By Tristan Arlaud / GICJ
On Wednesday, May 05, 2021, Belgium participated in its third Universal Periodic Review (UPR) during the 38th session of the UPR mechanism.
The review was conducted at the Huma Rights Council and virtually presided by Nazhat Shameem Khan, President of the 15th cycle since January 15, 2021. The interactive dialogue structured by the president herself was between Ms. Sophie Wilmès, currently serving as Minister of Foreign Affairs, Foreign Trade and Federal Cultural Institutions, and all the delegation of multiple countries.
Based on the summary of Pre-UPR submissions and the outcomes of Belgium’s Second Cycle of 2016, a wide range of topics was on the agenda. Despite all the different matters brought to Belgium's attention and the country's progress over the last five years, some recurrent issues came to the Council's attention requiring significant improvements for the next cycle.
To start, Ms. Wilmès presented the national report highlighting Belgium’s punctuality in the UPR process and the country’s continuous combat in protecting human rights nationwide and internationally. In response to the previous recommendations and various questions submitted in advance by other delegations, the Minister of Foreign Affairs brought up that the country has ratified the Istanbul Convention 2011 and has adopted laws at the national level to reduce gender-based violence. Moreover, she elaborated on establishing a Federal Institution for the protection of human rights in 2019. The different measures are taken to reduce prison overcrowding, the human rights of detainees, and the care of prisoners with mental illnesses. Those measures included the arrangement of new facilities and alternate sanctions for minor offenses. She also highlighted police forces violence, gender equality, child poverty, asylum seekers, and migration issues. She also explained the various measures taken, such as more vigorous oversight of the police, the adoption of binding quotas to close the gender pay gap, and the current drawing up of a new plan to reduce child poverty nationwide. Finally, she accentuated the country is always compliant with Article 3 of ECHR regarding the detention of minors. Finally, the creation of an independent body to combat terrorism was presented in line with human rights laws. She then demonstrated all the measures adopted since the pandemic, which were considered reasonable and in line with international conventions in the human rights field.
As a part of an interactive dialogue system, most delegations took speech and brought up some recurrent topics to Belgium's attention. Regarding international treaties, many representatives shared their concerns regarding the fact that the country had not yet ratified the Optional Protocol to the Convention against Torture. Moreover, the nation had not yet signed and ratified the Intentional Convention on the Protection of the Rights of All Migrant Workers and Members of Their Families.
Many Middle Eastern and North African delegations also expressed their concerns on the rise of islamophobia and the use of ethnic profiling by many authorities. Recommendations to adopt a Comprehensive Action Plan to tackle racism were given. On an additional note, most states also expressed their worries about the continuous violations of human rights for detainees in prison due to prison overcrowding. Although Ms. Wilmès explained the country's measures to resolve the issue, delegations believe that much more work is necessary.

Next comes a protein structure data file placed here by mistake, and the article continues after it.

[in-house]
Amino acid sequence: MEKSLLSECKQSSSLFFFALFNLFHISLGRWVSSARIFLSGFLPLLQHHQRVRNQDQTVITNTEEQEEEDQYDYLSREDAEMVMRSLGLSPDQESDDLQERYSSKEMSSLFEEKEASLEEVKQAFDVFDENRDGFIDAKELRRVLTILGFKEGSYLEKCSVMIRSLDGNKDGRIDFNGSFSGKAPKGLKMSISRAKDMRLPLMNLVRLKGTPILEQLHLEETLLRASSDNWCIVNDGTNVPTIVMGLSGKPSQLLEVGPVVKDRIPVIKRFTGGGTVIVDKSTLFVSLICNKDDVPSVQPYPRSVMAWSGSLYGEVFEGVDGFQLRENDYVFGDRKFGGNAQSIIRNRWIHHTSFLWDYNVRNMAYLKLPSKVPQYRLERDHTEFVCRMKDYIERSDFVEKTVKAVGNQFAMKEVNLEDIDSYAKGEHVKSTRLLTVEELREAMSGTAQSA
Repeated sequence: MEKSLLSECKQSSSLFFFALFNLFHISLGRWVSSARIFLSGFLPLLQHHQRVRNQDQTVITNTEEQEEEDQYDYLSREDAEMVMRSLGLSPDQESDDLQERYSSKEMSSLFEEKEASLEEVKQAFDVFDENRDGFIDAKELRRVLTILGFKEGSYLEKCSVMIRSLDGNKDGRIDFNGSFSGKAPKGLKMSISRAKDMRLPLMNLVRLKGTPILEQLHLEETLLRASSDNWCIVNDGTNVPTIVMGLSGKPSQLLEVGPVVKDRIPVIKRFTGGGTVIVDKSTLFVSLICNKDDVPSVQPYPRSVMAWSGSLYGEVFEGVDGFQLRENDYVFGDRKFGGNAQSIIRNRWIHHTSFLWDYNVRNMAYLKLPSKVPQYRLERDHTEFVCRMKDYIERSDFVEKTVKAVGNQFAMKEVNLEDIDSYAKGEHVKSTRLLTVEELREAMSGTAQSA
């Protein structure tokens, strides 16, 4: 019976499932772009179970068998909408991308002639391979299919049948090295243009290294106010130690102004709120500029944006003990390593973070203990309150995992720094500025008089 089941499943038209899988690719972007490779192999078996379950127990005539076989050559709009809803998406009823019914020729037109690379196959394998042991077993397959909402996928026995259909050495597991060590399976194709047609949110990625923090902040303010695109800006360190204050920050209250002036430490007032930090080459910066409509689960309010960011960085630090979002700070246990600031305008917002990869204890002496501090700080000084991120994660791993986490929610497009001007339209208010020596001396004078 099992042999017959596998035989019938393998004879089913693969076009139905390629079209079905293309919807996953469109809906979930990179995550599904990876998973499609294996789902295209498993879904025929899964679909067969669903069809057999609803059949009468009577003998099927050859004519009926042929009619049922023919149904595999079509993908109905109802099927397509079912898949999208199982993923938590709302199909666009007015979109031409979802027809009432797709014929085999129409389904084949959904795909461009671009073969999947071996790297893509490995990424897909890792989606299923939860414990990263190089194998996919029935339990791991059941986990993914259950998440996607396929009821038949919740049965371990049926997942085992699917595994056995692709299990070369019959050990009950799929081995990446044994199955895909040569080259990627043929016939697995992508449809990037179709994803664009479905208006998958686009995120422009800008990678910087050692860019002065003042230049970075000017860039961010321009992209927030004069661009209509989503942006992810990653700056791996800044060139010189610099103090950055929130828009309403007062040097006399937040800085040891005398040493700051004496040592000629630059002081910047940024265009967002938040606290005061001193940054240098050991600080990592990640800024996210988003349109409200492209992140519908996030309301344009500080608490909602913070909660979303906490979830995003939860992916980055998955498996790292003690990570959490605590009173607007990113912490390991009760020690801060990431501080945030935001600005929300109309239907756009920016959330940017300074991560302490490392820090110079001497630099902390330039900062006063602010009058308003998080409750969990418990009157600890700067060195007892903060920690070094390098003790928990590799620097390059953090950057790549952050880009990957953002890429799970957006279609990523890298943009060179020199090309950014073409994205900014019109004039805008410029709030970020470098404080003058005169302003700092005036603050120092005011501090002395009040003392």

Finally, the Minister responded and explained the various reasons why the government did not yet resolve some matters of contention or the legal tools currently being drawn to protect the human rights of all those involved. Regarding the OPCAT and the ICPMWMM, she explained that those legislations were on their way to ratification. Still, more time is needed to adapt the national legal system and set prevention mechanisms. It is crucial to note that Belgium is a Federation state, and therefore the cooperation between all the regions is always necessary before the enactment of new laws. Further, the country is also working hard on creating a National Human Rights Institution, and this inter-federal cooperation is what makes the process longer.
Regarding police violence, racism and islamophobia, she explained that the country had reinforced its oversight mechanism. The legal system prohibits all forms of racism, whether through its forces and among individuals. About prison overcrowding, she reiterated that the new facilities were being built, and the country will continue its effort to resolve the matter over the coming years. To conclude, she shared the government's concern on gender-based violence and its rise due to the Covid-19 pandemic. The nation has implemented the Istanbul Convention within its national system properly, and some positive results are expected from the campaign against domestic violence by the year 2022.
In light of this UPR, Geneva International Centre for Justice welcomes Belgium's strong consideration and acceptance recommendation from the 2016 review. However, GICJ shares its concerns regarding the rise of racism and gender-based violence during the Covid-19 pandemic. The difficulty in enacting new laws and legal mechanisms is comprehensive in a federation state, but this should not be a burden in setting up National Human Rights Institution. An independent body to monitor human rights nationwide is crucial for protecting all individuals.
GICJ hopes for further progress on the human rights situation in Belgium and to see the practical implementation of the UN and stakeholders' recommendations in the interim years before the next session.
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